Minorities insecure; government indirectly encouraging Hindu extremists: Sahitya Akademi awardee

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By Nikhil M. Babu

New Delhi, Feb 22 : The BJP-led central government indirectly encourages Hindu communal extremists by “shying away from acting against them”, and this increases the insecurities of minorities, Sahitya Akademi awardee K.P. Ramanunni has said.

In an interview with IANS, Ramanunni said: “The (central) government is not acting against the Hindu communal extremists. They are shying away from the issue. It is like indirect encouragement.”

“When it comes to atrocities against minorities, they are not taking strict measures according to the law,” he said. “Minorities are insecure.”

Ramanunni, a Malayalam writer, made headlines last week when he gave away his Sahitya Akademi Award prize money, minutes after receiving it, to the mother of Junaid Khan, the 16-year-old Muslim boy who was killed in June 2017 in a train by a group of people who hurled communal slurs.

He kept Rs 3 and handed over the rest of the Rs 1 lakh award to Junaid’s mother Saira Begum.

“Communal hatred is like cancer — and once it comes, it is very difficult to heal it,” Ramanunni told IANS.

Asked whether he feels that communal incidents have increased after the present government came into power, Ramanunni said: “Yes.”

“After the current government came to power there have been many communal issues. When I say communal, I do not mean from both sides — but mostly the majority Hindu community treating Muslims with intolerance,” he said.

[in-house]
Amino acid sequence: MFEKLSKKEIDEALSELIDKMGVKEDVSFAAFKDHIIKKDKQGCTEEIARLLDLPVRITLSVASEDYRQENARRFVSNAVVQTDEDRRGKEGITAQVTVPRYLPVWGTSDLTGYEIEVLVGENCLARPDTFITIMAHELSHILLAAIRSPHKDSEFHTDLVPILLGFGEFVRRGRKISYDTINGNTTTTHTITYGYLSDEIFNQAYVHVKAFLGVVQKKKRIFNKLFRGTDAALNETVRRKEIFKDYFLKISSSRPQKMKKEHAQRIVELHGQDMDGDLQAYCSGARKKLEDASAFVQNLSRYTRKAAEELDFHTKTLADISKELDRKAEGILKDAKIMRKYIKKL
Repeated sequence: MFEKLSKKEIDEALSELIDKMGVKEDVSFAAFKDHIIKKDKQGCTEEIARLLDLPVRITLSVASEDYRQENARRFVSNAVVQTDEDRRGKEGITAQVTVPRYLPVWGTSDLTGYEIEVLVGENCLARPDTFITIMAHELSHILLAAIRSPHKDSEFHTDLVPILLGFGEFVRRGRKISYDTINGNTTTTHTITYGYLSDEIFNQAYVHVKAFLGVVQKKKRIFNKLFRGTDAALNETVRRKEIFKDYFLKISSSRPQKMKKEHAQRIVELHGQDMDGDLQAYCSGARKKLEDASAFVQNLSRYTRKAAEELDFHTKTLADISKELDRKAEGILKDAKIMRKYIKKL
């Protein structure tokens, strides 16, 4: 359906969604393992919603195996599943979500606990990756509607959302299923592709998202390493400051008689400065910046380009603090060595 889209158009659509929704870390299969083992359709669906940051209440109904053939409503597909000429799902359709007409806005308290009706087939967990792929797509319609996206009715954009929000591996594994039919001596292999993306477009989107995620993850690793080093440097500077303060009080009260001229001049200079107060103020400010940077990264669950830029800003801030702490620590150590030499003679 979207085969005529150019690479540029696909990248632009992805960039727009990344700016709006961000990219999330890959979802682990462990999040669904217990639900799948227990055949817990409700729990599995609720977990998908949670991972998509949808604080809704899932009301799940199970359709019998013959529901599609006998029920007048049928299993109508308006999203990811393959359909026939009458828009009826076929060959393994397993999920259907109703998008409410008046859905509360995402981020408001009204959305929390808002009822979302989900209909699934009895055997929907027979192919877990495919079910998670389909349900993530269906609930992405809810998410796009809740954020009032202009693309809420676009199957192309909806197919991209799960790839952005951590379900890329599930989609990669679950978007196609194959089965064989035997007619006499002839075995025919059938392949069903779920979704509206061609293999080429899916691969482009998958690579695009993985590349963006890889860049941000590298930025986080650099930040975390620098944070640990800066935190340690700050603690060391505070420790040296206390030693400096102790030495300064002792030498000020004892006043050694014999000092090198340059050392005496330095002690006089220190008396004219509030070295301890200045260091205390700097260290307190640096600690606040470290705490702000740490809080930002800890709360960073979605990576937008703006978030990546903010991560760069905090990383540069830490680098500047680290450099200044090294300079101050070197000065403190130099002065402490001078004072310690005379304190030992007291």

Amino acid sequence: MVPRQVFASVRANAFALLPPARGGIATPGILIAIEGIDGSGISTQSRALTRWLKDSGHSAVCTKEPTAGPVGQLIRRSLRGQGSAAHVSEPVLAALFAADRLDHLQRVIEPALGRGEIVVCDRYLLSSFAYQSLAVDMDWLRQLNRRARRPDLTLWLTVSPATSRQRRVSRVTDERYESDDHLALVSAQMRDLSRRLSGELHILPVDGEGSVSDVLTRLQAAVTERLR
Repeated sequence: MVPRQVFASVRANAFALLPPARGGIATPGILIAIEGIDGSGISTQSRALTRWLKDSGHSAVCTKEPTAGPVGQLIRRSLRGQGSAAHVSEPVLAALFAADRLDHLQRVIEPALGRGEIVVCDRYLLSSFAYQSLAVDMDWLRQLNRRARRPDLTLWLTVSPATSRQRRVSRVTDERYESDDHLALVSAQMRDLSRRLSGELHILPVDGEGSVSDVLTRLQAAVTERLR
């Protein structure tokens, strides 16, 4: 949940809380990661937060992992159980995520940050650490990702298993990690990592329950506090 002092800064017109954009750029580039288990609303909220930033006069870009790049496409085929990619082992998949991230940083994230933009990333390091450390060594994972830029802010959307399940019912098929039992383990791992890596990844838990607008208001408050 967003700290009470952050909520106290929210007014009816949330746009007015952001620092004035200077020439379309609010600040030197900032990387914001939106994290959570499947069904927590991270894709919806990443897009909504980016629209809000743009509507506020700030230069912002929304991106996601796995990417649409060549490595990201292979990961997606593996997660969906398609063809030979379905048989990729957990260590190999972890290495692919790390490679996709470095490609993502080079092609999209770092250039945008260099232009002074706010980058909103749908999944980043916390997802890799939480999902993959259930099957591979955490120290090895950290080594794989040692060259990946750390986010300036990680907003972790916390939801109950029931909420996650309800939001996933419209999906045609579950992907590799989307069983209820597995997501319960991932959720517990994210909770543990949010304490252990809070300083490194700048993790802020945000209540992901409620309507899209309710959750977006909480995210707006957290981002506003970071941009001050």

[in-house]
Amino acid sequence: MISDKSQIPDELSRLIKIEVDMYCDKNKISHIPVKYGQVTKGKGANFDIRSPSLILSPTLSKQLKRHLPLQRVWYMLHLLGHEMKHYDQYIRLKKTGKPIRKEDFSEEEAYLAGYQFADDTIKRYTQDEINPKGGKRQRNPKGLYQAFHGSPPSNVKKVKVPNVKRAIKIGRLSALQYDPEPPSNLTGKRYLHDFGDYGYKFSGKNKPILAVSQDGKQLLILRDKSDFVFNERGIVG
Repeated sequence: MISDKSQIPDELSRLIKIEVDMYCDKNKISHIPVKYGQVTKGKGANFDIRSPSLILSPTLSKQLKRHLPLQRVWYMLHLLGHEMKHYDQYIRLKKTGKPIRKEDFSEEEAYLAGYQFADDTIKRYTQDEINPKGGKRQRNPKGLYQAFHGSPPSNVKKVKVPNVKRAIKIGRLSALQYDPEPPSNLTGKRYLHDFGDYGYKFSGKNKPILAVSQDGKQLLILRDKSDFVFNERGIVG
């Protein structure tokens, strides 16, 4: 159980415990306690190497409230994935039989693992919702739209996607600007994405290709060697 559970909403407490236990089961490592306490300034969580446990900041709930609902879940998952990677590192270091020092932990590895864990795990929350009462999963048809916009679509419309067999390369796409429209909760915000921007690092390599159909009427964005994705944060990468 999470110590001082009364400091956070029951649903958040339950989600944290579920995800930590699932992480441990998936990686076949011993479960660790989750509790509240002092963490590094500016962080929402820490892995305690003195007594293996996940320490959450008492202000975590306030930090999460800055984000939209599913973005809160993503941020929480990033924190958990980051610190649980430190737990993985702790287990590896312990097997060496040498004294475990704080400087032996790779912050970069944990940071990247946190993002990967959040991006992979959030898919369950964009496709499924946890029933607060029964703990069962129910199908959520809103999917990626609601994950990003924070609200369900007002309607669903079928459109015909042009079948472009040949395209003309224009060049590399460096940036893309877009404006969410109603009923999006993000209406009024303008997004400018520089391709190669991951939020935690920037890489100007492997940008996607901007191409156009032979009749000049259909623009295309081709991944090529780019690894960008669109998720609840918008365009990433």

He said that the government does not try to put an end to communal clashes and acts like a bystander, adding that the current situation is bad for the well-being of the nation.

Ramanunni’s works are known for their message of communal harmony and in the book “Daivathinte Pusthakam” (“God’s Own Book”), which won him the Sahitya Akademi Award for 2017, Prophet Muhammad calls Hindu God Krishna ‘Ikka’ (elder brother) and Krishna affectionately calls the Prophet ‘Muthe’ (precious dear).

When asked why he had given the prize money to Junaid’s mother, he said: “It’s not charity; if it was so, I would have given it to Junaid’s mother at her home. When you’re giving it at Sahitya Akademi’s platform, it has got many meanings. It’ll encourage other writers to write about atrocities and tell other Hindus that, according to true Hindu principles, you should not be communal.”

He said that Junaid was killed just because he was a Muslim and it was “shameful to the true Hindu culture”.

Ramanunni, who received a threat in July 2017 that his right hand would be chopped off, said that such incidents do stifle a writer’s mind.

“Many people asked me whether I’ll stop writing on communal harmony. I told them ‘no’ — it is like committing suicide because you have a death threat. For a writer, to not express his stand or change his stand is equal to suicide,” he said.

“Even though you say all these things, when you get threats, for many people the subconscious mind prevents them from saying everything… (it’s like you are being) controlled indirectly. Threats create that in people. That is a fact,” the writer said.

Talking about books in the internet area, Ramanunni said the quality of reading has come down over the years.

“People do not enjoy reading as much as they used to in the past; now it has become a superficial type of reading. Reading has not died, but the quality has come down,” he said.